PHOENIX - All over the United States, calls to "Abolish ICE" became rallying cries. Protesters have been calling for the elimination of the program in the wake of the latest fight over immigration.

Many protests around the country centered on policy that separated children from their parents when immigrants illegally crossed the border.

President Donald Trump responded on Twitter over the weekend, tweeting that the "liberal left" wanted to abolish ICE and create open borders, after which Trump claimed, “crime would be rampant and uncontrollable.”

ICE, or the U.S. Immigration and Customs enforcement agency, was created after 9/11 and is charged with enforcing immigration laws within the country, among other things.

“I don’t think anybody is technically saying let’s get rid of say immigration enforcement” immigration attorney Ira Azulay said.

According to Azulay, just abolishing ICE without a replacement would leave holes in the system.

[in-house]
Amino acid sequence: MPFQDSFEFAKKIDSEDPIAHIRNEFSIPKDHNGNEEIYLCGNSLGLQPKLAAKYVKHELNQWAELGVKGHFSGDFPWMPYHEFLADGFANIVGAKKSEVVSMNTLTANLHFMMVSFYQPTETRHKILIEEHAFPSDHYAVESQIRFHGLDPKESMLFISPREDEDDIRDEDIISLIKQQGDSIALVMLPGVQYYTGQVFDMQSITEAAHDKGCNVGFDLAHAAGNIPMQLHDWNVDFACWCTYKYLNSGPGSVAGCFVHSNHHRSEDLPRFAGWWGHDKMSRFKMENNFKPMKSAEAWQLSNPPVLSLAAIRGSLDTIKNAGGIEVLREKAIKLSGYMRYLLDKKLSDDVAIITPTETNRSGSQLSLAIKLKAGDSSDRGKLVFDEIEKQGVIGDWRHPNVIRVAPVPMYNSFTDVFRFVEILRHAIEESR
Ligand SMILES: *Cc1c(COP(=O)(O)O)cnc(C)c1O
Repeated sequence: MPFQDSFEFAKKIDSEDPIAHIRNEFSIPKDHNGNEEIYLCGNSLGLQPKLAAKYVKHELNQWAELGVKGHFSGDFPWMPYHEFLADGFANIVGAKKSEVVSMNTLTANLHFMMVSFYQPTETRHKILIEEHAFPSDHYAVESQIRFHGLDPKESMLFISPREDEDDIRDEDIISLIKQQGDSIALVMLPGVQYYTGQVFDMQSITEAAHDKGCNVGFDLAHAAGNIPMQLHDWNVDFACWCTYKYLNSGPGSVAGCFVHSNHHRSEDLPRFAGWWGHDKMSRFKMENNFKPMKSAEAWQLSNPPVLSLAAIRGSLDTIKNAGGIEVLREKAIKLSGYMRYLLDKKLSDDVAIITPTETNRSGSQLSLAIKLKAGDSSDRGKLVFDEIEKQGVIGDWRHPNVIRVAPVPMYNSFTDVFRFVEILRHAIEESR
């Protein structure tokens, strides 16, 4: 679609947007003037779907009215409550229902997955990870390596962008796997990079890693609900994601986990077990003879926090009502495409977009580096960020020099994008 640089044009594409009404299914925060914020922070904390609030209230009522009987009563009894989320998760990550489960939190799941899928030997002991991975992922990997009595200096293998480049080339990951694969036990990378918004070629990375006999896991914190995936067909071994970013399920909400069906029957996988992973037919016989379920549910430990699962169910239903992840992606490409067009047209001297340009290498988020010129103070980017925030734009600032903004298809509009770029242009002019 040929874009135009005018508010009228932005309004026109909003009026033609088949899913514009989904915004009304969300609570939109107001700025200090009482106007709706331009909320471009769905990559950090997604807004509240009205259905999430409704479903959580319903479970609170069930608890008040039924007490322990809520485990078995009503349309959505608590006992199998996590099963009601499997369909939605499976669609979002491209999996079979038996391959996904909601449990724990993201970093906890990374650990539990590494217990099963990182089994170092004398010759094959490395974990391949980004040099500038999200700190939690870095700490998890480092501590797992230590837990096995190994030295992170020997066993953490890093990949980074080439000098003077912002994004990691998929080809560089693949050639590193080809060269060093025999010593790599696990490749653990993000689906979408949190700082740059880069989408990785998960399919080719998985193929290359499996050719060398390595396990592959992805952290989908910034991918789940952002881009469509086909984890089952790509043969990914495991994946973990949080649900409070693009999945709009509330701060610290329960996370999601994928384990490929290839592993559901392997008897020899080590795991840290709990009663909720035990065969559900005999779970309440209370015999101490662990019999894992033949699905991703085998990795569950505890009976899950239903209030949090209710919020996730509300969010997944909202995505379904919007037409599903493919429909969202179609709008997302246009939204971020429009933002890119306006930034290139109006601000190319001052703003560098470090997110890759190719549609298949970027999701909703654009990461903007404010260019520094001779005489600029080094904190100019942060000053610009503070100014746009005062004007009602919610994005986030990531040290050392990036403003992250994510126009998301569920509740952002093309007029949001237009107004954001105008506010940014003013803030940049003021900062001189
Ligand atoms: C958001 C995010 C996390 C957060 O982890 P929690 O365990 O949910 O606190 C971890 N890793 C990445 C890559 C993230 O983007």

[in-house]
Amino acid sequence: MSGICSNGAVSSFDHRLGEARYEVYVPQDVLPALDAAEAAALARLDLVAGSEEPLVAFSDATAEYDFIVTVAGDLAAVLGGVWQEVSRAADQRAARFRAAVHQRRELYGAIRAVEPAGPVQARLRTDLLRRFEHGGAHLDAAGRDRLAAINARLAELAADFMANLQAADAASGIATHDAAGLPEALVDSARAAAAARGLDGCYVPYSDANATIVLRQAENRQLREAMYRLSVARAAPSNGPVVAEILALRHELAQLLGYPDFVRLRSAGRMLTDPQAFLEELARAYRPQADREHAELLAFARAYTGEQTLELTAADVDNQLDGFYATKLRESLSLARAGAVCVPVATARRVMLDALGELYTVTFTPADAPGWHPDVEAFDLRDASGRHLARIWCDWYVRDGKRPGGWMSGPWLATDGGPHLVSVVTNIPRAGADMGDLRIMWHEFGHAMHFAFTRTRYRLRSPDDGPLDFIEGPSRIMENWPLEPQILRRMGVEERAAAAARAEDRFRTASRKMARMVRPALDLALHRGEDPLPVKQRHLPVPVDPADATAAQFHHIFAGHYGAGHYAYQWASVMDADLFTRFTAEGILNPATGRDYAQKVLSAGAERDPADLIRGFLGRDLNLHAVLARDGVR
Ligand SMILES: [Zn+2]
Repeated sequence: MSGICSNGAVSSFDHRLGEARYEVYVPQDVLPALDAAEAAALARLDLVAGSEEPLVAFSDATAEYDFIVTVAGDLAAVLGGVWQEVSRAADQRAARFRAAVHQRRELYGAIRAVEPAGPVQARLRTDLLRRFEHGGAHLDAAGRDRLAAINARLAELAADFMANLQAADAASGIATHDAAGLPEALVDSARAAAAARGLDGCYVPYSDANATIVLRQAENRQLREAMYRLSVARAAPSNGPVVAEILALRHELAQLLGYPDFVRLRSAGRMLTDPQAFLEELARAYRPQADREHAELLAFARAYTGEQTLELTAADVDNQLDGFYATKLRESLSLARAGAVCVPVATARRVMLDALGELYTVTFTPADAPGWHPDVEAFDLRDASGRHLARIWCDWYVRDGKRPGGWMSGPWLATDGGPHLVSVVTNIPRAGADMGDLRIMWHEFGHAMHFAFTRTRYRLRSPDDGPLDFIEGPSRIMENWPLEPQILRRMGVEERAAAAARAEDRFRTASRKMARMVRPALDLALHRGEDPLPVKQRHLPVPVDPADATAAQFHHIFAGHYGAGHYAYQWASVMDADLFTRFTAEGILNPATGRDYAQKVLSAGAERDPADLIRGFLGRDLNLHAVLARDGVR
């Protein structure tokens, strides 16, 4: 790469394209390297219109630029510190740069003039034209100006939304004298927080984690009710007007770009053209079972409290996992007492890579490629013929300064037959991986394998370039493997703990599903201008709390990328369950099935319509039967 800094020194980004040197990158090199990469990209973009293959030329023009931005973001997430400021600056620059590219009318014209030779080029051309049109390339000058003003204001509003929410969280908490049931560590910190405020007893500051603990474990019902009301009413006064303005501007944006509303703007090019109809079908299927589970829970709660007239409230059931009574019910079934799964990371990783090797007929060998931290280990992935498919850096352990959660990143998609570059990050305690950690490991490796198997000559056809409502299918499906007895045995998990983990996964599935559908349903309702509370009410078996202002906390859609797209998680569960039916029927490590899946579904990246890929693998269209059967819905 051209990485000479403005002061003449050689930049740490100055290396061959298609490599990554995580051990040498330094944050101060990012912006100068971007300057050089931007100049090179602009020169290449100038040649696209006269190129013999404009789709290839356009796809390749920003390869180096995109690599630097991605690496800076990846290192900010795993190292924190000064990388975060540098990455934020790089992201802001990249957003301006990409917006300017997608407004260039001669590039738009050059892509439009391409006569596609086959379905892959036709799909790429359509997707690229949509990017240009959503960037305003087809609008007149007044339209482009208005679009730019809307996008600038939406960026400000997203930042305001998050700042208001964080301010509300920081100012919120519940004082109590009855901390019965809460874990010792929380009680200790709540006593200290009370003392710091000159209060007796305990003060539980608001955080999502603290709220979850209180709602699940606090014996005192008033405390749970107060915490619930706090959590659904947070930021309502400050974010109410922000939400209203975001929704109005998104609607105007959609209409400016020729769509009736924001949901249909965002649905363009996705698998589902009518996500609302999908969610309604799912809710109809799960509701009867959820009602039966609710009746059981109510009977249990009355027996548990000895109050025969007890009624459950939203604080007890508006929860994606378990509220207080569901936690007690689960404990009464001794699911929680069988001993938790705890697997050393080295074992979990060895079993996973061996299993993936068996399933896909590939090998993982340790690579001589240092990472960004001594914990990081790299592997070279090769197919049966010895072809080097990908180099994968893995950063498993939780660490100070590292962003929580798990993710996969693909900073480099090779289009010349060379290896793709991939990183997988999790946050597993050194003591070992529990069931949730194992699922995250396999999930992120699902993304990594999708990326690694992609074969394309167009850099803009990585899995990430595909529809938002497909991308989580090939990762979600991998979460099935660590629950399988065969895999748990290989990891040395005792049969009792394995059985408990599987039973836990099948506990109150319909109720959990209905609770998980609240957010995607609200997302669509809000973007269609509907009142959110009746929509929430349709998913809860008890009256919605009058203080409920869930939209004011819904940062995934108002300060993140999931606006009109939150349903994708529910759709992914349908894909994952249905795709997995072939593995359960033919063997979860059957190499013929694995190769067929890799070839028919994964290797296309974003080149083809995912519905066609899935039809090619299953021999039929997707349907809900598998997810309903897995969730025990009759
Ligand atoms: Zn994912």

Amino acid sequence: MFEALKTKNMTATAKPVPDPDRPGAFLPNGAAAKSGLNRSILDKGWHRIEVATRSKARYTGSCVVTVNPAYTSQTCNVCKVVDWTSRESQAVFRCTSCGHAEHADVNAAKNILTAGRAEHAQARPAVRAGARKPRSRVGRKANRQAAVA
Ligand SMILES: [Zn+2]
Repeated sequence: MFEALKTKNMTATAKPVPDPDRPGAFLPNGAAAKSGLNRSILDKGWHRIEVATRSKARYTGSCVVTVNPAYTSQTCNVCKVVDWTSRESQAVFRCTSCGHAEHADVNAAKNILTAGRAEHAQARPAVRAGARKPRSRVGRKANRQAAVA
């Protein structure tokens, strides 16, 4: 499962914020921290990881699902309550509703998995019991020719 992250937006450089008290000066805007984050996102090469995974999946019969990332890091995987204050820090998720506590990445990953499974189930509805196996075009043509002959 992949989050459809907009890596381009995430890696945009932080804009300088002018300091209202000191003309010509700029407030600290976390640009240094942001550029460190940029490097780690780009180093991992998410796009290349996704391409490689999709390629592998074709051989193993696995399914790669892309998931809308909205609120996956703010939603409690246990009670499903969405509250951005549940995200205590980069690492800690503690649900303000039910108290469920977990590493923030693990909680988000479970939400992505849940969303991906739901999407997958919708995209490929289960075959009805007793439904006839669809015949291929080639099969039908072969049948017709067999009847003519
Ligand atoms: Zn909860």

“So If we look at some of the details of what ICE does, [like] custody management, so people already in detention, nobody is saying we can no longer detain people. Nobody is saying it can't be there. Clearly, someone would have to do that” Azulay said.

It's also unlikely that the agency would be abolished.

According to Stephen Yale-Loehr, a Cornell University Law School professor who has written extensively on immigration law, ICE's detractors don't have the votes on either side of the aisle to shut it down.

While the services may be vital, the policy surrounding ICE is what's causing most of the uproar.

“I think what is going on is the agenda of ICE or the policy of ICE has taken a deviation from where it is.” Azulay said. “Some of those original intents are good. We do need better unification to deal with some of these problems, but I don’t think we got it from what we have today. And I think that’s why the movement makes sense from a discussion point.”